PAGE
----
Bad (ass) attitude
So let's get this party started
Published: October 6, 2010
Taking the stage at PJ's Lager House for his band's sound check, Bad Party frontman Nate Savino fixes the small, alcohol-warmed crowd a sly sneer. "Anyone got some cocaine?" His bandmate and bassist Mike Kearns smirks. The crowd begins to get playfully antagonistic, some yelling silly requests to which Savino affectionately replies, "Fuck off." The two-piece is opening for fellow Detroit noise duo, Darkred, who are there pimping the release of their new single.
Bad Party doesn't seem like much. Savino is a small Italian dude decked out in an unassuming red shirt and khakis while Kearns looks, um, rather hipster-y.
The soundcheck is hasty, considering there are only two "instruments" to be leveled — Kearns' bass and Savino's distorted drum machine — but that's all the duo needs. Absolutely.
The band begins with an eardrum-drilling symphony of feedback. Savino mashes his drum machine until it produces some foot-stomping, house music-like beat, then cradles his microphone and the "band" launches into "Not That Kind of Girl," a beautifully raunchy head-banger.
Savino lurches around the stage yelping and convulsing while Kearns rips out minimal but effective bass lines slapped with a hair-raising coat of fuzz. Each song lifts from that formula; Savino supplies a drum-machine beat, Kearns lays down a fuzzy bass line. It's messy, dirty, grimy and absurd, at times avant-garde dance, other times dank post-punk. It's also cerebral in its simplicity — it takes some understanding and thought to go minimalist. And you can dance to it. You wouldn't find yourself slipping their CD into rotation at some frat party. But you would at, um, a bad party.
Corktown-based Bad Party has been compared to the electronic post-punk of Suicide as well as Steve Albini's '80s noise-blast project Big Black. Such comparisons do little to inspire the band. In fact, there's no readily apparent comparison to be made, which is strange in a post post-modern era of cut-up music.
"I think people are at a loss for how to describe it," Savino says. "People like having something that's safe. People will say, 'Man, you sound like this or that.' I don't think of it like that at all. I mean, I listen to a lot of classical music. My taste doesn't make sense to what to what the band sounds like. I like Bon Scott-era AC/DC, so I guess you could call that an influence. But, it's not like I want to sound like that."
It's no surprise then that Savino isn't fond of being measured against other bands. "I didn't write that crap that's on my MySpace about sounding like Big Black," he says. "And I'm not into that; I think Steve Albini is a dork and a virgin or something. I don't like being compared. I mean, no one describes Big Black as sounding like ... whoever."
Savino says much of Bad Party is birthed from sounds rattling around inside his skull. "A lot of it is just the noises I hear in my head," he says. "So, I'll hear stuff in my head, like the devil popping in your head or something like that. I always say that there are little demons in my amps and they're following me around, like I'm cursed."
Savino, 37, and Kearns, 40, have been hopping around from band to band for the better part of 15 years. They met through mutual friends. Savino insists that he's old, but, hey, he doesn't look a day over 27. "I get that stigma of, 'Oh, you shouldn't be rocking past 30,'" he says. "I'm still young in my head. I'm like Peter Pan."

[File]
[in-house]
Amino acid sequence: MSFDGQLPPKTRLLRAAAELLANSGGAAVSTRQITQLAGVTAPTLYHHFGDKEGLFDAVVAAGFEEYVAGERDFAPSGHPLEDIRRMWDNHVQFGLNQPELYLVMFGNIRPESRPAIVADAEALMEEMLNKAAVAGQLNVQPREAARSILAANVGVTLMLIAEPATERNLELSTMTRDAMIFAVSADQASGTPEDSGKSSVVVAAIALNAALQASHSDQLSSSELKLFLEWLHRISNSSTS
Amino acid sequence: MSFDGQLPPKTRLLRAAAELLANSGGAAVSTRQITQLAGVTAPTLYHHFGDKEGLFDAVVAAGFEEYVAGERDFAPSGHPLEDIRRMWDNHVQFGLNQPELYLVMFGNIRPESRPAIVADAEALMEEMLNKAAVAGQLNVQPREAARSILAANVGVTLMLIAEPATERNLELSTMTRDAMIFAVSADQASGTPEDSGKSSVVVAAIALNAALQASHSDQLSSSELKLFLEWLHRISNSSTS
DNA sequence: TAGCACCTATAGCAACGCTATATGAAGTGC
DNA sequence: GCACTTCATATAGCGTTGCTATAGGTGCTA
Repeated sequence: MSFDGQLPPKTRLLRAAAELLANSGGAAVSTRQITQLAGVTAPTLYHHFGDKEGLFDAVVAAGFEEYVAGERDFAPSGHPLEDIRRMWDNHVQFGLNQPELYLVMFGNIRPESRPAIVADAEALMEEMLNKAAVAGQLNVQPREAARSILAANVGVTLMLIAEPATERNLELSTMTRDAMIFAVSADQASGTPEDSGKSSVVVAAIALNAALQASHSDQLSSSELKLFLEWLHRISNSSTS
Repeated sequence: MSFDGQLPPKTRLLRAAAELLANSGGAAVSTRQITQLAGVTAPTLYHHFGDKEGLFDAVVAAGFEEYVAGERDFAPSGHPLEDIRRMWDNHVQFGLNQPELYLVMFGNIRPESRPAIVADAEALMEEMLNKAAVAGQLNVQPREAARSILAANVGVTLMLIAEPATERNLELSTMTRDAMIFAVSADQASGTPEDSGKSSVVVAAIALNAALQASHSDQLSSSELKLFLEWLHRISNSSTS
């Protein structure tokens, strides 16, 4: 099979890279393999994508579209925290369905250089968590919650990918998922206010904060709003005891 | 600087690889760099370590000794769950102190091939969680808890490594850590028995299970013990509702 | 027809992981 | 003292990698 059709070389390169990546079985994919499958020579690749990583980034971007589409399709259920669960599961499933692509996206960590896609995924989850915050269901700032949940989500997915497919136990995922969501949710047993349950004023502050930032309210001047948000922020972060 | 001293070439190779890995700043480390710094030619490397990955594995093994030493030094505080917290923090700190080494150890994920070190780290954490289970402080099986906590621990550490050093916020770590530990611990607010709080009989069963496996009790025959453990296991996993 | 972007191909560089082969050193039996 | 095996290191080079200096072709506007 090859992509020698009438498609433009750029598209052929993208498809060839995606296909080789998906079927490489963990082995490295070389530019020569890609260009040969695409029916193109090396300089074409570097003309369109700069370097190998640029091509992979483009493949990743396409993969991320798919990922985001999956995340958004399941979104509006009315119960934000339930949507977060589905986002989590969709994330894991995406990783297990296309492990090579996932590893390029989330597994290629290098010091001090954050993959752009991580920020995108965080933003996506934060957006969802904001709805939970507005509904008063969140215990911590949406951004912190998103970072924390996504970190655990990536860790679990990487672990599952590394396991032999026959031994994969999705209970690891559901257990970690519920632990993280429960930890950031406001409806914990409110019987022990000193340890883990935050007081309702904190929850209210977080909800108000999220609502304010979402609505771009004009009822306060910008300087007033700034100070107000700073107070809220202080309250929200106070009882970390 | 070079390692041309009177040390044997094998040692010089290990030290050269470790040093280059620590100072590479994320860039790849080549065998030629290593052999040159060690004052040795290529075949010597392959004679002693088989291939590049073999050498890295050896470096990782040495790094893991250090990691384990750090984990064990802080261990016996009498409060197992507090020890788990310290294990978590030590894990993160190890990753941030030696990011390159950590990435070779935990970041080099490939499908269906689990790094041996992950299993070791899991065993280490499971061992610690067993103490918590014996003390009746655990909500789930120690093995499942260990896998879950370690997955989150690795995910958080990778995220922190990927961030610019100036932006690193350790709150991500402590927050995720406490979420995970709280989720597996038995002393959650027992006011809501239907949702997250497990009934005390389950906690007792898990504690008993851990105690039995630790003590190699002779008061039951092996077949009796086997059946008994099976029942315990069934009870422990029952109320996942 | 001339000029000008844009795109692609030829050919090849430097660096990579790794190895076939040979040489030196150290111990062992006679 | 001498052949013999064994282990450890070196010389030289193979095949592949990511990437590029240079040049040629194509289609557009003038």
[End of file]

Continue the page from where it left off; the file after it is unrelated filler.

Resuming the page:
The Lager House show was in front a pretty dull crowd, as if people weren't exactly sure how to respond to the bands. But when confronted with waves of feedback and then fist-pumping drum-machine beats, it fucks you up.
Savino says, "Somebody asked me what it sounded like one time and I said it'd be like if you were walking up the street and someone just came and started beating you in the face and just walked away and you're left wondering to yourself, 'What the fuck just happened?!'"
Before Bad Party, Savino founded another minimalistic act with a punk rock vibe back in 2001 called White Devil. But what's in a name? "Everybody always used to think it was something racist," he says. "I used to have another band called Wiscum that me and Mike were in, and it meant 'White Devil' in Cherokee. I'm a little bit Cherokee on my mom's side. So, it was this word that meant 'the people who came and stole their land,'" he says with a laugh.
Savino explains that the reception to Bad Party has been much warmer outside the city. That's a very Detroit truth. "It's funny. When we go to L.A., there will be a couple hundred kids there," he says. "Everyone in Detroit is a backstabber. Well, not everyone. But, a lot of people are assholes. Detroit, it's a small town. It's like everyone's in fucking high school. If you're good they either really love you or they make sure you don't get any shows, all jealous and shit."
And Savino's not exactly a tolerant person.
"A lot of people are just dicks. And I get crazy violent, so it's not a good combination. When I was younger, I was known to just attack somebody. I don't do it anymore. But, if I get it in my head that I don't like someone, I'll just run at them across the bar."
Bad Party's debut LP, Coming Out Slowly , dropped in late '08 through indie noise label Animal Disguise. It didn't quite capture the band's biting verve, but it at least provided a sample of how intense the band could be. Savino says the album was real labor, but the reception has been good.
"I think, 'cause I'm a bit of a perfectionist, we had seven or eight different people try to record it over two years," he notes. "Seriously, it was just a fucking nightmare trying to capture what that sound was. It's not like we had a record company just shove us 10 grand to go into a studio. We just kept trying people and it always ended up not sounding right."
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